Waking up at an ungodly hour on Saturday morning, partly because of the jetlag, partly because I'd neglected to draw the twin curtains of the vast expanses of glass that ramed my half-panaoramic Vegas hotel suite and was drowning in sunshine at 6:30am, still drunk, still giddy with joy from the previous night's festivities, it was easy to forget I was supposedly attending a Comic Book Convention. Certainly, it felt like an unconventional convention… although I should at this point clarify I haven't been to a conventional comic book convention since I was about 13 and I attended one in Birmingham, that felt rather like a massive comic shop populated by roughly 3000 men in jeans and T shirts and 30 females in fancy dress. So far this felt something like the raves I used to go to at Butlins in the early 2000s.
Last night we partied harder than Che Guevvara (there's me and James Dewees smashing the living crap out of the thing up top), yet here we all were, 9:30 am, gathered in the cavernous confines of the Hard Rock Hotel's convention hall, located midway between a pool party and a rock club, chugging down a bucket of coffee as organisers James Sime, Kirsten Baldrock and Ron Richards welcomed us to The Proceedings to thunderous applause from a resolutely undefinable, non-genre specific audience comprised of a multiverse of men and women of different stripes, creeds and backgrounds.
Half an hour later I was sipping on a Jack and Coke bought for me by a jubilant, immaculately suited James Sime, and the panels were underway.
I don't know what traditional comic book panels are like usually, but these reminded me of extended sit downs on American talk shows from a paralel universe where there are no commercial breaks, no rules against swearing, and no one has anything to sell. The guests just vibed merrily on comfy ass sofas in front of a receptive crowd of humans who whooped and hollered and asked excellent questions. Sometimes they'd be coming up with ideas for mental and ace sounding comics that might never exist, sometimes they'd be live-drawing Wonder-Woman with blood on her face to cries of "that's cum!"… or a mutitude of various Batmen, easily the most drawn and sketched creation of the weekend, to gasps of awe that lasted long enough to theoretically put the gaspers in comas.
Across the way was a big ass room to Hang Out In, framed by bars. The easiest thing in the world to do here was drink, although getting food seemed an almost impossible task. I survived on bananas and gin for most of the weekend, as did Grant's immaculately attired wife Kristan.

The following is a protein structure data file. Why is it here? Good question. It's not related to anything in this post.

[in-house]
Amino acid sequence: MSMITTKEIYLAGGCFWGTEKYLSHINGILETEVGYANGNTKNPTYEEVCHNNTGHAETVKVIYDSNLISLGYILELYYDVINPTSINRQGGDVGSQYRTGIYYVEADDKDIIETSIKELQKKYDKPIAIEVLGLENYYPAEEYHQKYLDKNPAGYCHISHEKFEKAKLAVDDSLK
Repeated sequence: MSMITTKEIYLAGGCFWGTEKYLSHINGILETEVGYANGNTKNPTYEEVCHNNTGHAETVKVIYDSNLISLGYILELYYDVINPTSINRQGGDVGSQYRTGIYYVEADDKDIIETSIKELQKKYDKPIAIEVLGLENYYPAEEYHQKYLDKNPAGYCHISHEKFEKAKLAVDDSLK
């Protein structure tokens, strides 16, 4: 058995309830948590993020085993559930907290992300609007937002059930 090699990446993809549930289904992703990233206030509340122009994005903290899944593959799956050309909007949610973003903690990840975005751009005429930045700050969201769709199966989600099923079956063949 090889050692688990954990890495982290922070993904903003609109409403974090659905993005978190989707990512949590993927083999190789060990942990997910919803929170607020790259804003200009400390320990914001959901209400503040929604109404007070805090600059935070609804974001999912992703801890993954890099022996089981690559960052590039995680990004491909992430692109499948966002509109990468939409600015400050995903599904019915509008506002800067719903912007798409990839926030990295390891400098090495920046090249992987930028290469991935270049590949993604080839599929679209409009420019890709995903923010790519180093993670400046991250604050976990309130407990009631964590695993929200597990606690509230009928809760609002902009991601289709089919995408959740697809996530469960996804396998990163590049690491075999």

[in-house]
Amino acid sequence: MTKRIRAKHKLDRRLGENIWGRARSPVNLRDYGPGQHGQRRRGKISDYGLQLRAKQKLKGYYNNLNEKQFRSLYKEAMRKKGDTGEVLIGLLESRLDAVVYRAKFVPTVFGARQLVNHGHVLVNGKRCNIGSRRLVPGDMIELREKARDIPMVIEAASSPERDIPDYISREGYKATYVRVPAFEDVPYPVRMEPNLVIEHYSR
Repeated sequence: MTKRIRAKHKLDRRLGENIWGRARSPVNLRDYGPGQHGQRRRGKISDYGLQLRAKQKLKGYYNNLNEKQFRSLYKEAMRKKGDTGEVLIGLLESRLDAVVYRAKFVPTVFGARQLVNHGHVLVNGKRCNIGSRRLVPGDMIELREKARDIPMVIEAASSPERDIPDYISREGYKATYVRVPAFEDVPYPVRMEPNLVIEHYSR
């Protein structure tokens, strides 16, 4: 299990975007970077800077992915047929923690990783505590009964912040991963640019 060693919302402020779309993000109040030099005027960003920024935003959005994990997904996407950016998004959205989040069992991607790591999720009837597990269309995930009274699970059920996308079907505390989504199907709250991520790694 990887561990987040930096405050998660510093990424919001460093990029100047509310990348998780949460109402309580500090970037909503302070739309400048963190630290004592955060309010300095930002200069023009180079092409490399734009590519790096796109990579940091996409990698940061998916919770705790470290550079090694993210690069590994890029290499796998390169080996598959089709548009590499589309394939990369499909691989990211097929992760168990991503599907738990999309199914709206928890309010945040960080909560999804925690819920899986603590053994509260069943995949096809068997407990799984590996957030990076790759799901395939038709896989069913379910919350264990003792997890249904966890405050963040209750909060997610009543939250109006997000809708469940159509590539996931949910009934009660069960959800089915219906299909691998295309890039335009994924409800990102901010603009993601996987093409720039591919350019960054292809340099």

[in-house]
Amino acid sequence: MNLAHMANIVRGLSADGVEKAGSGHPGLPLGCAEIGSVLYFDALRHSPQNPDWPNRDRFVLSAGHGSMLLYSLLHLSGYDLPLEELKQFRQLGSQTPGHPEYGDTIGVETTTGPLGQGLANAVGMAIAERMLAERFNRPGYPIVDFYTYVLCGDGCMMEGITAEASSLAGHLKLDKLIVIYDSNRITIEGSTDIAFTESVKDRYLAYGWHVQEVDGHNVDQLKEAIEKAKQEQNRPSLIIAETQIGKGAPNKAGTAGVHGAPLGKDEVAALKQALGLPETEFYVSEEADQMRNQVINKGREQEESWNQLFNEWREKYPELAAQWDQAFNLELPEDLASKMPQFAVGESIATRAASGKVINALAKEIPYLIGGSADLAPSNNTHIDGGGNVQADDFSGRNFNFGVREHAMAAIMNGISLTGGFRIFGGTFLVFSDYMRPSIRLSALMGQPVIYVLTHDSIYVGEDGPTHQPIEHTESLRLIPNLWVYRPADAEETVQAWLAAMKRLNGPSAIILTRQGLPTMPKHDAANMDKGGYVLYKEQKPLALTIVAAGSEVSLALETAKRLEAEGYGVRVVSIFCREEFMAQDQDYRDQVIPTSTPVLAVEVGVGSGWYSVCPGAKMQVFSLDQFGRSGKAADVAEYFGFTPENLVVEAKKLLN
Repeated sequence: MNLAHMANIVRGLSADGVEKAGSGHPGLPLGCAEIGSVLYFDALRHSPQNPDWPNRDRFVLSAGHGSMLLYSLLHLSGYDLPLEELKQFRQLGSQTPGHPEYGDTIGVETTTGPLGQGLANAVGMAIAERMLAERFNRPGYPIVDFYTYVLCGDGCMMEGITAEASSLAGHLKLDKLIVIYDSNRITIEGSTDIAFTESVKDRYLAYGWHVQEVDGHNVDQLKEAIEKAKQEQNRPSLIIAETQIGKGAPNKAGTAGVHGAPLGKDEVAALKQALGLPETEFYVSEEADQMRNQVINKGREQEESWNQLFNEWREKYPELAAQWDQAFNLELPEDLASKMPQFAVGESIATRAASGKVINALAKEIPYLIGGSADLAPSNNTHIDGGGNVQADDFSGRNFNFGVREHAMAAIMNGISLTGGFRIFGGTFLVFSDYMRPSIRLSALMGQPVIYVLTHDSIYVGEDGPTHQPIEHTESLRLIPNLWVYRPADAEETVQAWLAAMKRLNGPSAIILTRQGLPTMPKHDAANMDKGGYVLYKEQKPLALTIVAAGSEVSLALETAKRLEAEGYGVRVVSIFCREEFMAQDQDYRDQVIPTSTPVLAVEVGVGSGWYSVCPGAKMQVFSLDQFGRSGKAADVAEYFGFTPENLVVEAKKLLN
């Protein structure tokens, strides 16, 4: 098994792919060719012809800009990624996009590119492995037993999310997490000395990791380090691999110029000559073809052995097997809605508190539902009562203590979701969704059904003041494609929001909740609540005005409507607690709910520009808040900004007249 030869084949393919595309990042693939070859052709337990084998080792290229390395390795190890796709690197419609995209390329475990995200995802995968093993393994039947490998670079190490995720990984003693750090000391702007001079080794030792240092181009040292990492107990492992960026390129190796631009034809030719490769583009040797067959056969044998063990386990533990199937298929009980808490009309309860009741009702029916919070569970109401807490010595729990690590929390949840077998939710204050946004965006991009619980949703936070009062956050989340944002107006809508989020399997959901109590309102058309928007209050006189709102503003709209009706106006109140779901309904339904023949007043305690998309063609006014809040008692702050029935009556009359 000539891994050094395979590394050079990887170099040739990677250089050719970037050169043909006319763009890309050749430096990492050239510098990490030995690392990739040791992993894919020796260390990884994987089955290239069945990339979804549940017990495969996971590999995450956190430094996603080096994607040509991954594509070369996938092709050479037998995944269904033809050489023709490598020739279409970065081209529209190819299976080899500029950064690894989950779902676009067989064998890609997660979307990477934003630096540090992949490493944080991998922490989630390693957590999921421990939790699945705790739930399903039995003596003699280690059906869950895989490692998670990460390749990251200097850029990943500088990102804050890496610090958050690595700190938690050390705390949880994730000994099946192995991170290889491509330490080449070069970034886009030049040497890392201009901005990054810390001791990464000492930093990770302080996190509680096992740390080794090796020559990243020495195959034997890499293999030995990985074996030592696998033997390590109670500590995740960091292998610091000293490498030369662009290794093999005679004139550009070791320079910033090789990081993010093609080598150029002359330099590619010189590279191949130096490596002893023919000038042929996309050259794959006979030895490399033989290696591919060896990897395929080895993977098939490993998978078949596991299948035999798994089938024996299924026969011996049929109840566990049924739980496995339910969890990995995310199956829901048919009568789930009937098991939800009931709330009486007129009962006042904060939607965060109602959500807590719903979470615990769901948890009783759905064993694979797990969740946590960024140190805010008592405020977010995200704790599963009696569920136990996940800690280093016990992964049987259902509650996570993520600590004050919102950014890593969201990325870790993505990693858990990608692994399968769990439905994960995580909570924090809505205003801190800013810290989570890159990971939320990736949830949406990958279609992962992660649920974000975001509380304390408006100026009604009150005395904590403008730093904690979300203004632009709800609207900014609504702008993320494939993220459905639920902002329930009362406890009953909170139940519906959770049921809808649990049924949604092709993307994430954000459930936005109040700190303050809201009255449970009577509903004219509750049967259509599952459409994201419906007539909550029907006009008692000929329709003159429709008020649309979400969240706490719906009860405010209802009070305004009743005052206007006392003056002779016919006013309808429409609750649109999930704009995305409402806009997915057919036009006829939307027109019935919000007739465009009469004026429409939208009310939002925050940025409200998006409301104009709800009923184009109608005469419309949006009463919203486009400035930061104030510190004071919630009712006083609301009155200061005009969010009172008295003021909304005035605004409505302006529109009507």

An art gallery lurked invitingly at the back of the Shining-esque carpeted Hang Out Hall, resplendent with unbuyable works yet to be published, along with pages from classic-ass shit like Flex Mentallo to gawp at in wonder. It was here the various creators would sit themselves down to sign things and chat with their fellow humans. The queues were boozey, merry, windy things that were as fun to hang out in as anywhere onsite – I dropped in a bunch on numerous occasions to Shoot Breezes, before lurching off in search of more adventure – and security were either plain clothed or Sparse.
Considering the unprecedented level of access to the assembled comics, music and movie-stars present, and how easy it would have been for an unhinged human to make a nuisance of themselves, that no one did was pretty amazing – and indicative of the vibe and level of Decent Humanity on display at the event. People were respectful, pleasant, charming, and safe… no one got nasty, no one got invasive, no one got their tits in a twist when it came time for the human doing the signing to move on to another human with some books that needed writing on. Amazingly, it seems if you treat people like people, as opposed to crazed bestial cattlefreaks made of entirely different genetic material to the so-called stars they're suppsoed to be worshipping at the hooves of, they act like – duh – people, not crazed bestial cattlefreaks. Science!
It was about 11am when James Sime asked me if I could host the music panel. The programme listed it as:
THE SOUND OF THE ATOM SPLITTING
Music is the life blood of art. For many working in creative fields, it provides both the muse and imagination lubricant that helps the words and the paint flow. As both musician and author, music is the medium as well as inspiration. Assembling a conglomeration of fellow musical MorrisonCon guests, we investigate the musical muse, how the creation of a narrative form such as comics compares to the creation of musical structures, the challenges of translating melodic sounds to the printed page, and also talk about what albums we've been rocking out to lately.
Featuring: Gerard Way, Grant Morrison, Darick Robertson, J.H. Williams III, Jimmy Urine (Mindless Self Indulgence)